BISBEE, Ariz. (AP) — A 60-year-old National Park Service employee was critically injured in an apparent assault in southeastern Arizona and her government-owned truck was later found in a border town about 40 miles away, authorities said.
A Park Service interpretive worker was found unconscious Wednesday afternoon in a picnic area restroom at Chiricahua National Monument, apparently suffering from a head injury, the Cochise County Sheriff's office said.
The woman was flown to a Tucson hospital where she was in critical but stable condition, but further information on her injuries was not immediately available, sheriff's spokeswoman Carol Capas said.
The woman's government vehicle was found several hours later in the city of Douglas by tracking the worker's cellphone, which was still inside.
No suspects have been arrested or identified, she said.
Capas said the worker's pickup was found in the middle of Douglas and there was no immediate evidence that whoever abandoned it had crossed the border into Mexico.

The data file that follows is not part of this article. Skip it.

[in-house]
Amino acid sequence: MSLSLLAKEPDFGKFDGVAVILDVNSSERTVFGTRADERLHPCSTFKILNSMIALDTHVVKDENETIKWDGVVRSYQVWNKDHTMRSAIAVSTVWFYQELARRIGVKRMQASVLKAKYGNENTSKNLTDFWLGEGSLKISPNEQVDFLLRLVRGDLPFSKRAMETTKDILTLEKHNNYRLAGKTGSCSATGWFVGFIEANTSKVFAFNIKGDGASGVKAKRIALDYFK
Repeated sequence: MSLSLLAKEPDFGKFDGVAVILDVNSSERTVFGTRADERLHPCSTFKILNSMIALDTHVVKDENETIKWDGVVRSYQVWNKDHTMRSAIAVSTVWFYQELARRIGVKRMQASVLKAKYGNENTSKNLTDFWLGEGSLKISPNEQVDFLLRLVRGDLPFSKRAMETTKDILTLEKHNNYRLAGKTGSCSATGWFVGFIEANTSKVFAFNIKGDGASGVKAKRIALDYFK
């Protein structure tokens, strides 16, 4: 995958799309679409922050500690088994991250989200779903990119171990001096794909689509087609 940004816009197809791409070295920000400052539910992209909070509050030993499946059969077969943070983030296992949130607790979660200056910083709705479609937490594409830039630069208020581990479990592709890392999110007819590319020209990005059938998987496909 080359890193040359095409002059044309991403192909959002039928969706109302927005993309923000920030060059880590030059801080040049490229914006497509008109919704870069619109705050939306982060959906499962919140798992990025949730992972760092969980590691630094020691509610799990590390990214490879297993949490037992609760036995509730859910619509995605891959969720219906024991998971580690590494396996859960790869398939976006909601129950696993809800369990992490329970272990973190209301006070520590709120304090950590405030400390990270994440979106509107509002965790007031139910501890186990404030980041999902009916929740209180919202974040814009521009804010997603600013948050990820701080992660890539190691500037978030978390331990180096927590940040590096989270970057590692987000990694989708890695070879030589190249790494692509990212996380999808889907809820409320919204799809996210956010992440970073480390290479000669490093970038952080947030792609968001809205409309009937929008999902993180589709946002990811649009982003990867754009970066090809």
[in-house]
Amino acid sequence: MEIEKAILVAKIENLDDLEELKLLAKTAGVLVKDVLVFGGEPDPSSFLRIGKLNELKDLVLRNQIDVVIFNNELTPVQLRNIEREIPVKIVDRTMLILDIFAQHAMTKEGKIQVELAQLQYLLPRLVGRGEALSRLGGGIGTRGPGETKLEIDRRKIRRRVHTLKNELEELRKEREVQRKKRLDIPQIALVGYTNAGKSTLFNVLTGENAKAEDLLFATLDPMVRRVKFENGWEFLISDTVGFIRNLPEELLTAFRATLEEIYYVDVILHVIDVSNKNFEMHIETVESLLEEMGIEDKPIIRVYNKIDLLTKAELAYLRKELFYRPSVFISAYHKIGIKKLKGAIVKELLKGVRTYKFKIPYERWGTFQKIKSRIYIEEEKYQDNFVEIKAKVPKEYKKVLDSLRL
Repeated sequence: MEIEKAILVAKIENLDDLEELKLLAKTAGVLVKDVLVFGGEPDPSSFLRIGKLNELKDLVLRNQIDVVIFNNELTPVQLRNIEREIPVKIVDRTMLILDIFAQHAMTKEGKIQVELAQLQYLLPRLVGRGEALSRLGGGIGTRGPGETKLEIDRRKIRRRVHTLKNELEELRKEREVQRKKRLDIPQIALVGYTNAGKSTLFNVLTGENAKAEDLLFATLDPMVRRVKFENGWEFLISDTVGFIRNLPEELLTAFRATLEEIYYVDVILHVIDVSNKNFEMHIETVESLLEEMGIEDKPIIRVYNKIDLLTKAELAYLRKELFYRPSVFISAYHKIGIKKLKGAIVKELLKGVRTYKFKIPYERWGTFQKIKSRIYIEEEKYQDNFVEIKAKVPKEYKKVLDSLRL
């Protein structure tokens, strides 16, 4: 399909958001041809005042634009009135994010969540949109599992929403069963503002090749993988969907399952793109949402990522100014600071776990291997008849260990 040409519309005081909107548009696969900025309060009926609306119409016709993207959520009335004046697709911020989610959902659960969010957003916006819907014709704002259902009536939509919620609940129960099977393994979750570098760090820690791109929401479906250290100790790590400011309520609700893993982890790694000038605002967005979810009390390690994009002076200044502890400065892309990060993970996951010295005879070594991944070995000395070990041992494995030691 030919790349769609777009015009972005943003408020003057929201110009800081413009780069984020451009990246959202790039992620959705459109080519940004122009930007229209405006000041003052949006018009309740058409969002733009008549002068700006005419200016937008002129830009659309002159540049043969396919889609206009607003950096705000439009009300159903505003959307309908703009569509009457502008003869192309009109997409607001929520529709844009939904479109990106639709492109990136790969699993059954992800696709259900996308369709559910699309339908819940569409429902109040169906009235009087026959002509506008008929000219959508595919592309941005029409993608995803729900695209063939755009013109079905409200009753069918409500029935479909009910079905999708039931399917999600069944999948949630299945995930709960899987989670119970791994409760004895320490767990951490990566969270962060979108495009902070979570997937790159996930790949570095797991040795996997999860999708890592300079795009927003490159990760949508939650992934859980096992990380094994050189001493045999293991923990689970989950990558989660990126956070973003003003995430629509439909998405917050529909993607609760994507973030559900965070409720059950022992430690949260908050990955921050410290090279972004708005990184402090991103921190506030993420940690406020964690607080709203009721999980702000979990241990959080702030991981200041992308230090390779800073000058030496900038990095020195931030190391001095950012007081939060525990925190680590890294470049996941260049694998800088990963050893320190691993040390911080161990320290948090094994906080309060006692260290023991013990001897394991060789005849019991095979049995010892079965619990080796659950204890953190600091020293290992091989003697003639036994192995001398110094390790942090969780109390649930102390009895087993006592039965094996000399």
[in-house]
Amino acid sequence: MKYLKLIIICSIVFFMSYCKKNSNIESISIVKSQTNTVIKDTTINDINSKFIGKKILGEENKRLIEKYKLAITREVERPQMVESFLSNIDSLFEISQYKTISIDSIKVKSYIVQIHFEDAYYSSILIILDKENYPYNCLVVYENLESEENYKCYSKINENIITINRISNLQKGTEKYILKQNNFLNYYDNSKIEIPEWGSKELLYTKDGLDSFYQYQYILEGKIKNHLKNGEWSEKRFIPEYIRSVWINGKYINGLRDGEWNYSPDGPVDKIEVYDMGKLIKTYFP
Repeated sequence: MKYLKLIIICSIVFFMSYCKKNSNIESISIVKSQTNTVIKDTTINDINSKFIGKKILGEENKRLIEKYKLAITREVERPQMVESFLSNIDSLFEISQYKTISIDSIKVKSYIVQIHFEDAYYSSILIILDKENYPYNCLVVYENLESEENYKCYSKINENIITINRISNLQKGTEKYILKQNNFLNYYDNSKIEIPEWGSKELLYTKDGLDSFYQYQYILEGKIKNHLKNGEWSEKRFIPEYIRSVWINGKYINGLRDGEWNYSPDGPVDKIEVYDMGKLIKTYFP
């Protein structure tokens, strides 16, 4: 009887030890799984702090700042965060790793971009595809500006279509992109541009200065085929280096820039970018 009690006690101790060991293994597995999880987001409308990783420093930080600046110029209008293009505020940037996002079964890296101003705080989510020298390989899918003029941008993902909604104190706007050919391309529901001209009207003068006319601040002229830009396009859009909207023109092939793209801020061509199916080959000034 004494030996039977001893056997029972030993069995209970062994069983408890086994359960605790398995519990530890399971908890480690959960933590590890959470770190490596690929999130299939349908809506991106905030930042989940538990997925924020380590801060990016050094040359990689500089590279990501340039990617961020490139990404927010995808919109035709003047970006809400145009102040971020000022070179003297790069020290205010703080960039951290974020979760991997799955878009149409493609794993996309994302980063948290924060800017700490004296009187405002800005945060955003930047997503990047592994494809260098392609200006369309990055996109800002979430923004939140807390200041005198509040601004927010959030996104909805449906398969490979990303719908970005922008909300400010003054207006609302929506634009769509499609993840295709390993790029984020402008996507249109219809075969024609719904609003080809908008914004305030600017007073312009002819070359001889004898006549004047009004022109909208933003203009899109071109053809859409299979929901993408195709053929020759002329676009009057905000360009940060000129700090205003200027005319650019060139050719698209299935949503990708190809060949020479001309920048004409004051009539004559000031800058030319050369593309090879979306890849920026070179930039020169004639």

Douglas is about 40 miles south of the monument, which is in mountains and desert on the east side of a broad valley that runs north from the U.S.-Mexico border.
The region is used by drug smugglers as well as people entering the United States illegally.
"We do have significant foot traffic and vehicle traffic that's attributed to illegal activity," Capas said.
Deputies were working closely with federal and state law officers to " identify the suspect(s) who apparently seriously injured a federal employee," Cochise County Sheriff Mark Dannels said in a statement released by his office.
Perryn Collier, a spokesman for the FBI in Phoenix, said the agency was assisting in the investigation being conducted by the Sheriff's Office and Park Service law enforcement officials.
Capas said investigators gathered evidence where the worker was found and the places where her vehicle had been parked and later located.
The monument was the site of the still-unsolved 1980 disappearance of a Park Service ranger, Paul Fugate, who was last seen when he went on foot patrol.
Also in the region, the unsolved shooting death of a Douglas-area rancher, Rob Krentz, helped spur passage of a 2010 Arizona law targeting illegal immigration.
Krentz was gunned down in March 2010 while checking water lines on his property. Authorities believe — but have never produced substantive proof — that a scout for drug smugglers killed Krentz.
The U.S. Supreme Court struck down some parts of the law in 2012, including the requirement that immigrants obtain or carry immigration registration papers. But the high court upheld a requirement that Arizona officers question the immigration status of those suspected of being in the country illegally.